Nomura Securities, the Japan-based investment bank, cut 400 of its staff globally last week, according to a source with knowledge of the matter.
The cuts were mostly in the U.K. with some hitting the bank’s New York regional headquarters, according to the source who spoke on the condition of anonymity.
The recent spate of layoffs, which have been hitting most Wall Street firms, did not come as a complete surprise at Nomura.
Back in September, Nomura was reportedly planning to axe around 5% of its European-based staff, or about 300, with plans to cut up to 400 globally, according to Reuters.
Our source tells us that some people at the bank’s U.S. headquarters, not surprisingly, worried that the layoffs would hit them. Last week, they did.
Until the bank reports third quarter earnings, more layoffs are a concern.
Now, Nomura’s executives are currently working on drafting up cost-cutting measures that would save the bank up $1 billion, the Wall Street Journal reported.
From the WSJ:
If Nomura cuts $1 billion, it would be more than 6% of the firm’s roughly $15 billion in revenue last year. Of Nomura’s 35,630 employees, 4,436 are in Europe. As of late last year, Nomura’s had 1,941 U.S. employees, up from 650 in September 2008.
However layoffs are less of a concern for some.
After Lehman Brothers collapsed in 2008, Nomura acquired the failed U.S. bank’s business operations around the world including Lehman’s equities division in the U.S.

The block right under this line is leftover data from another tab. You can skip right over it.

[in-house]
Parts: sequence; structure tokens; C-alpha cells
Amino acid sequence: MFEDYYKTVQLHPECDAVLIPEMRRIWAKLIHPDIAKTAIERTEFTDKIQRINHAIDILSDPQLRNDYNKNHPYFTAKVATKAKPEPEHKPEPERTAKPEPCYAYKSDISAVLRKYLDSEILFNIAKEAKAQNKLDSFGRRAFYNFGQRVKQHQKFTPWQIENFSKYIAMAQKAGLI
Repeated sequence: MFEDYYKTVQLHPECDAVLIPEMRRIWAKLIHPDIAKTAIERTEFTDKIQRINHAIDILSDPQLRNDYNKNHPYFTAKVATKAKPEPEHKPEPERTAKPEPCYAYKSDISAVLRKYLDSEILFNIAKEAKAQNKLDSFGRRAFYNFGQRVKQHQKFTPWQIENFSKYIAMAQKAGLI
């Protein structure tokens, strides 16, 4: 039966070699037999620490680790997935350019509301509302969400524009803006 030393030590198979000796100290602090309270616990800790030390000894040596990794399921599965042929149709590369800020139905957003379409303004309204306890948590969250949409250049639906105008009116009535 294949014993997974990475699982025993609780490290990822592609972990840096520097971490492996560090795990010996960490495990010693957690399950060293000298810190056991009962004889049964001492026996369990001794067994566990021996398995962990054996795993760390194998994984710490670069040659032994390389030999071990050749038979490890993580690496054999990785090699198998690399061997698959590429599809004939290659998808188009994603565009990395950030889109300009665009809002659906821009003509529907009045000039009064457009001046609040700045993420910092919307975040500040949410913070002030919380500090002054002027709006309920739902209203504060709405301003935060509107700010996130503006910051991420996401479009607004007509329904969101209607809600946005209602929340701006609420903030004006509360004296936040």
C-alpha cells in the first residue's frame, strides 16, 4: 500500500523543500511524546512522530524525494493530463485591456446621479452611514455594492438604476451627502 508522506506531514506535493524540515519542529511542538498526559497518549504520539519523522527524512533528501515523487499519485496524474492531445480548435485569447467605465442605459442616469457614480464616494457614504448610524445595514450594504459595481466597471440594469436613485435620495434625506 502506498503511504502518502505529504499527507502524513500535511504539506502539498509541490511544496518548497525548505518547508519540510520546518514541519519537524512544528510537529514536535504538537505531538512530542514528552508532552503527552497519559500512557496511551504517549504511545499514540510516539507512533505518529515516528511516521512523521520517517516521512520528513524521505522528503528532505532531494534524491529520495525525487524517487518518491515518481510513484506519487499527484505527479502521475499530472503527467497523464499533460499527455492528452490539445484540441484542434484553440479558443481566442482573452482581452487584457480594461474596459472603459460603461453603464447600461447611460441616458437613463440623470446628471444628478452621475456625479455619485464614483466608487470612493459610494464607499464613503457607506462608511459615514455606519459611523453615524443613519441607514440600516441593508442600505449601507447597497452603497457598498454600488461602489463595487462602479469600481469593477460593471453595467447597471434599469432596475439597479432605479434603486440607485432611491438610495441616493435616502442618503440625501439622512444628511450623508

Our source says even though people in the World Financial centre office are worried given the recent layoffs, the good news is Lehman is still a relatively new investment, so they have about another two years to prove it was a good investment.
The cost-cutting initiatives will likely affect the bank’s money-losing areas, according to the WSJ. What should be reassuring for those in the U.S. office is they are one of the profitable areas for Nomura, according to the WSJ.
The cost-cutting plan is expected to be revealed on November 1 when the firm reports its third-quarter earnings results. Analysts expect Nomura to post a quarterly loss, the Journal report said.
Nomura’s New York offices declined to comment. The bank’s U.K. offices could not immediately be reached for comment.
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